This fancy sci-fi stuff will happen automatically, so all you’ll need to do is plug in. And, at some point, you won’t even need to do that. Technology is being developed that can charge your car when it parks on top of a wireless charging ‘pad’, without plugging anything in. Battery capacities are also rapidly increasing, which means you’ll need to think about charging less and less.

Thanks to these clever technologies, driving an electric vehicle in a city will soon be cheaper and easier than driving a combustion engine car.

 

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O​VO​ Energy Ltd, registered office 1 Rivergate Temple Quay Bristol, BS1 6ED, company no. 06890795 registered in England and Wales, VAT No. 100119879

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Please see below for full terms and conditions on 33% renewable electricity, 3% interest rewards, exit fees and saving claims.

 

1Monthly cost - Representative monthly direct debit costs based on a non-economy-7, dual-fuel, medium user (3100 kWhs elec. and 12500 kWhs gas) paying in advance by direct debit, including online discount.  All rates correct as of 24/1/2018, but may go up or down.

2Weekly cost - Representative weekly costs based on a non-economy-7, dual-fuel, medium user (3100 kWhs elec. and 12500 kWhs gas).  All rates correct as of 22/11/2017, but may go up or down.

3Pay Monthly Savings claims: Saving based on the estimated annual cost of OVO Two year fixed tariff for a non-economy-7, dual-fuel, medium user (3100 kWhs elec. and 12500 kWhs gas) paying monthly in advance by direct debit, including online discount. Comparisons made against the average of the Big 6 standard variable tariffs with equivalent features. All rates correct as of 06/2/2018.“The Big 6” are British Gas, Scottish Power, SSE, Npower, E.ON and EDF.

4Pay As You Go Savings are based on the average estimated annual costs for new PAYG OVO customers quoted through the OVO website (based on household and/or consumption information provided by those customers), compared to their current supplier and tariff. Comparisons taken between 01/01/2016 and 11/10/16. Incl VAT. Actual savings may vary according to your current supplier or tariff, individual tariff options, household information, consumption and location.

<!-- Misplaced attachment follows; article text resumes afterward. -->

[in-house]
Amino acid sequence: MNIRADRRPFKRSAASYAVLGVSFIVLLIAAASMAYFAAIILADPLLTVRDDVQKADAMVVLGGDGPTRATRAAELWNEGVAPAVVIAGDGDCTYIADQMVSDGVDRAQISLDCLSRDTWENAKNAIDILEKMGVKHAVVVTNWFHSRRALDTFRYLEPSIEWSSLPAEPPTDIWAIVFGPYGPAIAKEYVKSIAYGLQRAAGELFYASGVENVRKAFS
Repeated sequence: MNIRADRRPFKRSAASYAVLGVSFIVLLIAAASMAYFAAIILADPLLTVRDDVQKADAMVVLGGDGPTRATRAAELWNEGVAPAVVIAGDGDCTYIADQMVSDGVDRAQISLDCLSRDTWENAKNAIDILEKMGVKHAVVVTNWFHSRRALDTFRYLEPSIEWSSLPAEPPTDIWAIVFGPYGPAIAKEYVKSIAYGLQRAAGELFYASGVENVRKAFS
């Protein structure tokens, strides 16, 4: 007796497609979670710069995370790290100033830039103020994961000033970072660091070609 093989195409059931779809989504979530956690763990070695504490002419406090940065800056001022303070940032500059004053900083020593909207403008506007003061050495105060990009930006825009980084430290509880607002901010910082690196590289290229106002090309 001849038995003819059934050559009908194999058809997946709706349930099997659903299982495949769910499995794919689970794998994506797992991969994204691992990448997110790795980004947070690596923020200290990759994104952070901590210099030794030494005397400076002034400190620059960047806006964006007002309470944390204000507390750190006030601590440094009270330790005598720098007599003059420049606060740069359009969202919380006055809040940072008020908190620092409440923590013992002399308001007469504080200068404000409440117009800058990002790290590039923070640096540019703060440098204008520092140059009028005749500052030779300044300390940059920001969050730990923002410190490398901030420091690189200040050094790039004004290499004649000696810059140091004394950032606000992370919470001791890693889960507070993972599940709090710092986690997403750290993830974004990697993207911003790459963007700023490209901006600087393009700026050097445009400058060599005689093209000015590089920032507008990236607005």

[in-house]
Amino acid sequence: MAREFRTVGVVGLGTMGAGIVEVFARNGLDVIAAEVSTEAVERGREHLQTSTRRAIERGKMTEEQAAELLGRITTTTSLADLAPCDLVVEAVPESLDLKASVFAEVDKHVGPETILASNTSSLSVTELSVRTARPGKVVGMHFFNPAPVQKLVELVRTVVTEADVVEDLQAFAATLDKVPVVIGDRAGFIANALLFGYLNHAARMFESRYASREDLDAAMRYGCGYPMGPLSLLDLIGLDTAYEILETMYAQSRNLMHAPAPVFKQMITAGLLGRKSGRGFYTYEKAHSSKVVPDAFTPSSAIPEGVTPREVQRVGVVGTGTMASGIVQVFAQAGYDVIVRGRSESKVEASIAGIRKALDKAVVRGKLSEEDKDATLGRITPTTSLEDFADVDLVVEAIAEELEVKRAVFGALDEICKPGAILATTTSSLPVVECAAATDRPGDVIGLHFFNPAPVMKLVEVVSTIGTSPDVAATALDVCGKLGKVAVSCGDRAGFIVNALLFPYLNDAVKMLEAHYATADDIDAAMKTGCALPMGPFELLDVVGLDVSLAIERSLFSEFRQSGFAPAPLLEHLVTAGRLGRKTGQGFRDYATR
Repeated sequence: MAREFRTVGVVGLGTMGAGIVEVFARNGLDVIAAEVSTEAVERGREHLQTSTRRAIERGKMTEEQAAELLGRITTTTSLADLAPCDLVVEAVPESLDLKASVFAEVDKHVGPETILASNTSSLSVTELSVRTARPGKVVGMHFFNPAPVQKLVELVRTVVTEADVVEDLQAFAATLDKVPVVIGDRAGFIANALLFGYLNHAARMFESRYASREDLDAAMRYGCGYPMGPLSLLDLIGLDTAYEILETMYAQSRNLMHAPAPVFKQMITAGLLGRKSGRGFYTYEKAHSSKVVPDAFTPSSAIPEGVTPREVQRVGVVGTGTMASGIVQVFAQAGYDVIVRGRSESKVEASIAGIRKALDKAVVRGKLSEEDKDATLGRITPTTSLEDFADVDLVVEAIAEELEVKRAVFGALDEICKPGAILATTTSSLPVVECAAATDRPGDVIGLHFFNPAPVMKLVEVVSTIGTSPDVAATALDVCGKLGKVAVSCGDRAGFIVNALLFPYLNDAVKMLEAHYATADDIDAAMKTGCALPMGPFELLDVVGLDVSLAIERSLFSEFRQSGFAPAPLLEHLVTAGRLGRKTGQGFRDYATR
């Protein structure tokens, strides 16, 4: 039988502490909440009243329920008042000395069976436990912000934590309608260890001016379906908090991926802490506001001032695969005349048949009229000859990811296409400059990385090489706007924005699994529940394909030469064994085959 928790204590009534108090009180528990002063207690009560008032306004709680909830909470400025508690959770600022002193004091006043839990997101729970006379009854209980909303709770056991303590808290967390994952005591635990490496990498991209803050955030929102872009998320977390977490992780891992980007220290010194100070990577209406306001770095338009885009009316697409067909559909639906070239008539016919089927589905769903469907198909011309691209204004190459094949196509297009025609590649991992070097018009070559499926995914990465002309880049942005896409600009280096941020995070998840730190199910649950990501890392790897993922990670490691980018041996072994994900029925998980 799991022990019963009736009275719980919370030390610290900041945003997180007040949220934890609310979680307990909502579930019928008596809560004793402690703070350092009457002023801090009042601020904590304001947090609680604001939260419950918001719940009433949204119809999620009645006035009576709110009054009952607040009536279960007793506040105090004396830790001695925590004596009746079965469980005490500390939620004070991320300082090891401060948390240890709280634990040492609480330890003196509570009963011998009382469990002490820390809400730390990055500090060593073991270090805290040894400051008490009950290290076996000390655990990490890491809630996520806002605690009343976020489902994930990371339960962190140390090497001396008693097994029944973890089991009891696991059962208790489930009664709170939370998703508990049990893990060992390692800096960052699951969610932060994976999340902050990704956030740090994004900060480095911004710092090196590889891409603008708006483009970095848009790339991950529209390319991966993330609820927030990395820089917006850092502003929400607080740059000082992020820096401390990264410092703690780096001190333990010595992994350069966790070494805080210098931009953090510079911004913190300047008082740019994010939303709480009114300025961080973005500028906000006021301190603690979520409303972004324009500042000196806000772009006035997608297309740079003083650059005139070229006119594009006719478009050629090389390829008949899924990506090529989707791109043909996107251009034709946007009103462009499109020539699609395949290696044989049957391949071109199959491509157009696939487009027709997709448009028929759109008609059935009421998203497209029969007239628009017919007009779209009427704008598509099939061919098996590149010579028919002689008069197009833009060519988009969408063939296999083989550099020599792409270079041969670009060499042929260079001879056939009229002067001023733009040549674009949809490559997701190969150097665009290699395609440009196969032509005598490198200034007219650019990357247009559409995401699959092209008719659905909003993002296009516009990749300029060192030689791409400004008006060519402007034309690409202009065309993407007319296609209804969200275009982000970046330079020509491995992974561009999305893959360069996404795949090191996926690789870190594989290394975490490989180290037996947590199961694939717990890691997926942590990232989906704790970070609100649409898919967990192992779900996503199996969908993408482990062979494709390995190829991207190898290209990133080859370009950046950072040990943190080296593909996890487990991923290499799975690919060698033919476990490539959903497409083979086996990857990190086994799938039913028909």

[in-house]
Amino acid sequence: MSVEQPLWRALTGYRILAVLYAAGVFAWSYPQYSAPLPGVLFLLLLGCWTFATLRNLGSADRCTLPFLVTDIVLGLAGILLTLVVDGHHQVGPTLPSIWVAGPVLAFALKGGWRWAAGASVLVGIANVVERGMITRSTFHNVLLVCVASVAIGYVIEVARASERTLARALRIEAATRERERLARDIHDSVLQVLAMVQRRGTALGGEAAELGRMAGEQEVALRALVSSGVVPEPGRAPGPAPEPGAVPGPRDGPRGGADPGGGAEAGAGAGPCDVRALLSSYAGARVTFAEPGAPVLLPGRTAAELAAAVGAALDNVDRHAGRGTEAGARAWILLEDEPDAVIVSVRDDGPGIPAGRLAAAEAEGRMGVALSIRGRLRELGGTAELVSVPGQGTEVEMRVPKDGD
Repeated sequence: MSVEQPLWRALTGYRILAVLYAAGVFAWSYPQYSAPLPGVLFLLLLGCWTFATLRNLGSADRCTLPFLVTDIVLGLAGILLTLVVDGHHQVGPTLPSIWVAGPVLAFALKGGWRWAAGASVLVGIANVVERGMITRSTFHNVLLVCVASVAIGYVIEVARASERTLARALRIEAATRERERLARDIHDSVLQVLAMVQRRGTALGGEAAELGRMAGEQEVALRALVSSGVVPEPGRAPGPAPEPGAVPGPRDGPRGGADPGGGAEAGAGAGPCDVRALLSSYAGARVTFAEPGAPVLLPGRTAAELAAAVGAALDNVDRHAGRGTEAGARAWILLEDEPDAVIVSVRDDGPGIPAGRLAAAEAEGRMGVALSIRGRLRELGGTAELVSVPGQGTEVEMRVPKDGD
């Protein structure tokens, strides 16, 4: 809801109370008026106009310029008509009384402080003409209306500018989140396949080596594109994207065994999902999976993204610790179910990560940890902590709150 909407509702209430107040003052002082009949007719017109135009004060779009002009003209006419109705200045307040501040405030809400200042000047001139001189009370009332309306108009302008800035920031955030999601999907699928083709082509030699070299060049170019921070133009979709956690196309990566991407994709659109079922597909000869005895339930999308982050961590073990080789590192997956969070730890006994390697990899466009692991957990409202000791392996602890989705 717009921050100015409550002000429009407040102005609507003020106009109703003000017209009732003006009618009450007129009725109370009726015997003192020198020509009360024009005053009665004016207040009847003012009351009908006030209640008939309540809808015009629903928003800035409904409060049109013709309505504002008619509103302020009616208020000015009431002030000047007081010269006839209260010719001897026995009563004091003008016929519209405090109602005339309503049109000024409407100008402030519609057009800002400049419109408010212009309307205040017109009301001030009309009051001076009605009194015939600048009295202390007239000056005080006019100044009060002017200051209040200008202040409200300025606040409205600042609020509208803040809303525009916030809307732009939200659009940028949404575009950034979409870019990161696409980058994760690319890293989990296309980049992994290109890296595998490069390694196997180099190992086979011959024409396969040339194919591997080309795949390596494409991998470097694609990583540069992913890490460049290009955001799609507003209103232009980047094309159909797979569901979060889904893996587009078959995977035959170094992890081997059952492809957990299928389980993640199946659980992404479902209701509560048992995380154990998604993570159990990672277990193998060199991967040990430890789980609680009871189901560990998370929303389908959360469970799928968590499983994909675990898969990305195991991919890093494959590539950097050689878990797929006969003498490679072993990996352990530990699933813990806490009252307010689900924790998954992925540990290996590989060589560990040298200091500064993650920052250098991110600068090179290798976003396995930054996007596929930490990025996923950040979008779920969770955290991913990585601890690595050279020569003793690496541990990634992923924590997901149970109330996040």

We include almost twice as much renewable electricity as the national average: At least 33% of electricity in all of our tariffs comes from renewable sources. The national average, according to Ofgem as at March 2014 was 16.7%. For more information please visit this page.

33% of your electricity comes from renewable sources: 33% renewable electricity as standard as of 1st April 2015. Renewable electricity is generated from wind, solar, geothermal, wave, tidal, hydro, biomass, landfill gas, sewage treatment plant gas and biogas.

OVO Interest Rewards: Interest Rewards are paid on credit balances of customers paying by monthly Direct Debit. It is calculated at 3% in your first year, 4% in your second year and 5% in your third year (and every year thereafter) if you pay by Direct Debit. Interest Rewards are paid monthly based on the number of days you’re in credit and the amount left in your account after you’ve paid your bill. Full terms apply: https://www.ovoenergy.com/terms

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94% of surveyed customers would recommend us: OVO conducted a survey of their customers in between 1st January 2016 and 15th April 2016. Out of 15,312 customers who responded, over 94% rated OVO 6+ when asked 'how likely would you be to recommend us to a friend and family, on a scale of 1 to 10.

uSwitch's Energy Supplier of the Year 2017: OVO energy was voted and awarded  'Energy Supplier of the year' and best for: Overall Customer Satisfaction, Most Likely to be Recommended, Value for Money, Best Deal for You, Customer Service, Billing Services, Energy Efficiency, Meter Services, Online Services, Green Services and Transfer Process. OVO Energy scored a 96% customer satisfaction score.